and Arts: Excerpts from Hélène Cixous’s [“The Laugh of the
Medusa”](http://prelectur.stanford.edu/lecturers/cixous/laugh.html) (HTML)
and Mary Jane Parrine’s [“Hélène
Cixous”](http://prelectur.stanford.edu/lecturers/cixous/index.html) (HTML)  

 Instructions: Access the readings, starting with the short excerpts
from Hélène Cixous’s “The Laugh of the Medusa,” which provide a
basic idea of Cixous’s concept of *écriture féminine*. In this
highly figurative essay, Cixous combines elements of Lacan’s
psychoanalysis and Derrida’s deconstructionism to argue that women
can most accurately tell their own stories by writing through their
bodies. After reading the excerpts from Cixous’s essay, read
Stanford University’s overview of Cixous’s place in the world of
literary theory.  
    
 Completing these readings should take approximately 1 hour.  

 Terms of Use: Please respect the copyright and terms of use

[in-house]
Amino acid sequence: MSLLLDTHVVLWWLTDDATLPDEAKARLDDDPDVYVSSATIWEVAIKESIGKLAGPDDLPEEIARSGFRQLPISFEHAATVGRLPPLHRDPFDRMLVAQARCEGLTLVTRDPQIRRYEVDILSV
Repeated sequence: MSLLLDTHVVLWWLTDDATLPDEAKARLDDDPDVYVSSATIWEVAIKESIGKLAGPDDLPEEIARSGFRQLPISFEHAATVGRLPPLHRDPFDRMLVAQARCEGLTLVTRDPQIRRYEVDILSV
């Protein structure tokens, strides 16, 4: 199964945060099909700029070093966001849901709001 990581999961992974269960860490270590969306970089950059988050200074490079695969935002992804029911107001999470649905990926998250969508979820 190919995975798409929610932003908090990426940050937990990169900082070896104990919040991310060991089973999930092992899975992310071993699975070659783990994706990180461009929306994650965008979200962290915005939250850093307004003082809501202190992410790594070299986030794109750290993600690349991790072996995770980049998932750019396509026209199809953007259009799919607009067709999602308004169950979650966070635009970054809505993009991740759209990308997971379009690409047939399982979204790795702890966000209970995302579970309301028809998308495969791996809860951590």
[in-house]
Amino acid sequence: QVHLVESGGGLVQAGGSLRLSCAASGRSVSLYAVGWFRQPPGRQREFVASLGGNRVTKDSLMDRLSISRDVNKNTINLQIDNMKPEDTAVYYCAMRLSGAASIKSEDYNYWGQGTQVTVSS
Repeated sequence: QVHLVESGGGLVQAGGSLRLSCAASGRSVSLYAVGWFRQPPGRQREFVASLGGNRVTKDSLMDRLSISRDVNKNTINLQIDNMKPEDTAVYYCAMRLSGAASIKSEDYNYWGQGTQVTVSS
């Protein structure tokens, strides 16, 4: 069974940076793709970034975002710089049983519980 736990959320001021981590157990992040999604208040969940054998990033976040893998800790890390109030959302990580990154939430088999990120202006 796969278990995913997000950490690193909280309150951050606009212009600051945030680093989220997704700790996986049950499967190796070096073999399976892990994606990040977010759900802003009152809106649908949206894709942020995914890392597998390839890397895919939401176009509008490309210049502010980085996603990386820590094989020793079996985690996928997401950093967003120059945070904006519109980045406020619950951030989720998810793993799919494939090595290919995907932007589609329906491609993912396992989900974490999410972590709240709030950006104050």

displayed on the webpages above.

4.1.6 Kristeva: Freud, Semiotics, and Abjection   - Reading: Purdue University: Dr. Dino Felluga’s Introductory Guide to Critical Theory: “Modules on Kristeva:” “I: On Psychosexual Development” and “II: On the Abject”

Link: Purdue University: Dr. Dino Felluga’s *Introductory Guide to
Critical Theory*: “Modules on Kristeva:” [“I: On Psychosexual
Development”](http://www.cla.purdue.edu/english/theory/psychoanalysis/kristevadevelop.html) (HTML)
and [“II: On the
Abject”](http://www.cla.purdue.edu/english/theory/psychoanalysis/kristevaabject.html) (HTML)  
    
 Instructions: Read Dr. Felluga’s two articles on Julia Kristeva’s
work.  

 Following your reading, consider answering the following question:
How does knowledge of psychosexual development help us to understand
the role of women and feminism in the study of literature?  

Completing these readings should take approximately 1 hour.


 Terms of Use: Please respect the copyright and terms of use
displayed on the webpages above.

4.2 Gender Theory   4.2.1 Gender as Construct   - Reading: The University of Tennessee’s Internet Encyclopedia of Philosophy: Dr. Vince Brewton’s “Gender Studies and Queer Theory” and Dr. Aurelia Armstrong’s “Foucault and Feminism”

Link: The University of Tennessee’s *Internet Encyclopedia of
Philosophy:* Dr. Vince Brewton’s [“Gender Studies and Queer
Theory”](http://www.iep.utm.edu/literary/) (HTML) and Dr. Aurelia
Armstrong’s [“Foucault and